OK, so let’s be honest this site is not a really nice to look at… all the blogs I read are nice to look at. So I’m changing over to a new site which is a bit more pleasant to read at. It’s basically going to include what this blog had, so I’m still headingforjapan but I’m also now Turning Otaku. If you liked what this had blog had to offer than please check out Turning Otaku (by clicking on the picture). Thanks for everyone who’s supported me from this blog and also in the next :D.
There are many, many, many things that are only associated with Japan that are incredibly popular, for good reason and they need to be shared with the world. But there are some things, of which we completely missed the point.
One of the first things that come to mind when thinking of Japan, sushi. Words cannot describe just how badly we managed to screw up this. In Japan, sushi including, beef, chicken, vegetables, prawn, cheese, anything teriyaki and anything tempura, is considered a bit weird or wacky. The main thing you will find is raw fish. The idea of sushi is western eyes is great up to the point of eating raw fish, which is what basically sushi is!
This months Matsuri topic is “Best Frugal Tips For Living Here In Japan” so I’m going to give it a go with my newbie knowledge of Japan. OK, so we all love sushi right? But when living in Australia, good sushi is a pretty hard to come by dish. We barely have any authentic sushi restaurants and because it’s harder to get supplies in Australia it’s very expensive. In Japan you would assume it’s much cheaper, but I recently found an even more cheaper way of receiving sushi in Japan that’s bound to get you practising using your chopsticks and saying your “いただきます”.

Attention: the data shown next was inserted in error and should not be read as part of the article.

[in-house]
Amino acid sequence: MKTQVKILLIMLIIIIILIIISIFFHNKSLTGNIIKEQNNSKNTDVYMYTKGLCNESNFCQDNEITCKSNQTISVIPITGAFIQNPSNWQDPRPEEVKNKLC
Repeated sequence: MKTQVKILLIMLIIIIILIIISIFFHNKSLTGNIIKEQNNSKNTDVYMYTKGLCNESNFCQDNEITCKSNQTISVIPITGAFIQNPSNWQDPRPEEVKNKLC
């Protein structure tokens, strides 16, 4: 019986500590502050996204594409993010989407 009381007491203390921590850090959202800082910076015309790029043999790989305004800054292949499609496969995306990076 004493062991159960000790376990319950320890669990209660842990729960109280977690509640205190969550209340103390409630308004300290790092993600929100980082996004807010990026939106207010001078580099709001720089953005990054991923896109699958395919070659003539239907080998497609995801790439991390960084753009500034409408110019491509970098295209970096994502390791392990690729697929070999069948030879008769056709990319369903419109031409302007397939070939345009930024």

In Australia, JLPT applications opened up a few days ago and I want to get in to sit the JLPT 4 at the end of the year. I know what your thinking “It’s only the JLPT 4, it’s the easiest one! Do the JLPT 3!” by the end it sort of came down to people were asking me “Are you chicken”?
There are many different ways of tackling the Japanese language, whatever way you study Japanese, I hope it’s working for you. These are my 5 tips for stuyding Japanese that I use to study and apply what I learn, so far I’ve only been studying for about 7 months, but these are working pretty well for me.